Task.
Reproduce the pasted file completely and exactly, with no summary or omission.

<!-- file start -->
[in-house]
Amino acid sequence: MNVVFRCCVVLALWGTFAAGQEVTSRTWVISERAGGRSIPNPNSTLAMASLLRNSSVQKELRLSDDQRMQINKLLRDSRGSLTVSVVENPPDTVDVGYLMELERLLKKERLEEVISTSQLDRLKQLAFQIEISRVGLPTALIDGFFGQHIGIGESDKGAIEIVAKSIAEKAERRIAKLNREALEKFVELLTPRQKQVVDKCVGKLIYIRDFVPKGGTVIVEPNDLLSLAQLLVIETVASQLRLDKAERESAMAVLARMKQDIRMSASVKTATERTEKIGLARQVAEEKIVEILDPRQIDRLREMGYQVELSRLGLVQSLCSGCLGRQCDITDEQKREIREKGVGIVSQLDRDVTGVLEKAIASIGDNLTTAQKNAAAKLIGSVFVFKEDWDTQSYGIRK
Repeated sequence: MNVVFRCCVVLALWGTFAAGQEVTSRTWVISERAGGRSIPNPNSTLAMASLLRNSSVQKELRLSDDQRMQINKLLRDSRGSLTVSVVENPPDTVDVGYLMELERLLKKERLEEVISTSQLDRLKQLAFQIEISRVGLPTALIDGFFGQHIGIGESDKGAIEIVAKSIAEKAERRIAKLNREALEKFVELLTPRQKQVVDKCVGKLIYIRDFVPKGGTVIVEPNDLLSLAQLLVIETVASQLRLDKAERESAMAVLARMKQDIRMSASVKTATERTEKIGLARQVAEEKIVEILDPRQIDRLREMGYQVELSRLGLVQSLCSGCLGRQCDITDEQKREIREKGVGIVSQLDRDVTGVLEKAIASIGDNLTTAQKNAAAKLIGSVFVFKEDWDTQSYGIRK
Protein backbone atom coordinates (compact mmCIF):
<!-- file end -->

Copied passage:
[in-house]
Amino acid sequence: MNVVFRCCVVLALWGTFAAGQEVTSRTWVISERAGGRSIPNPNSTLAMASLLRNSSVQKELRLSDDQRMQINKLLRDSRGSLTVSVVENPPDTVDVGYLMELERLLKKERLEEVISTSQLDRLKQLAFQIEISRVGLPTALIDGFFGQHIGIGESDKGAIEIVAKSIAEKAERRIAKLNREALEKFVELLTPRQKQVVDKCVGKLIYIRDFVPKGGTVIVEPNDLLSLAQLLVIETVASQLRLDKAERESAMAVLARMKQDIRMSASVKTATERTEKIGLARQVAEEKIVEILDPRQIDRLREMGYQVELSRLGLVQSLCSGCLGRQCDITDEQKREIREKGVGIVSQLDRDVTGVLEKAIASIGDNLTTAQKNAAAKLIGSVFVFKEDWDTQSYGIRK
Repeated sequence: MNVVFRCCVVLALWGTFAAGQEVTSRTWVISERAGGRSIPNPNSTLAMASLLRNSSVQKELRLSDDQRMQINKLLRDSRGSLTVSVVENPPDTVDVGYLMELERLLKKERLEEVISTSQLDRLKQLAFQIEISRVGLPTALIDGFFGQHIGIGESDKGAIEIVAKSIAEKAERRIAKLNREALEKFVELLTPRQKQVVDKCVGKLIYIRDFVPKGGTVIVEPNDLLSLAQLLVIETVASQLRLDKAERESAMAVLARMKQDIRMSASVKTATERTEKIGLARQVAEEKIVEILDPRQIDRLREMGYQVELSRLGLVQSLCSGCLGRQCDITDEQKREIREKGVGIVSQLDRDVTGVLEKAIASIGDNLTTAQKNAAAKLIGSVFVFKEDWDTQSYGIRK
Protein backbone atom coordinates (compact mmCIF):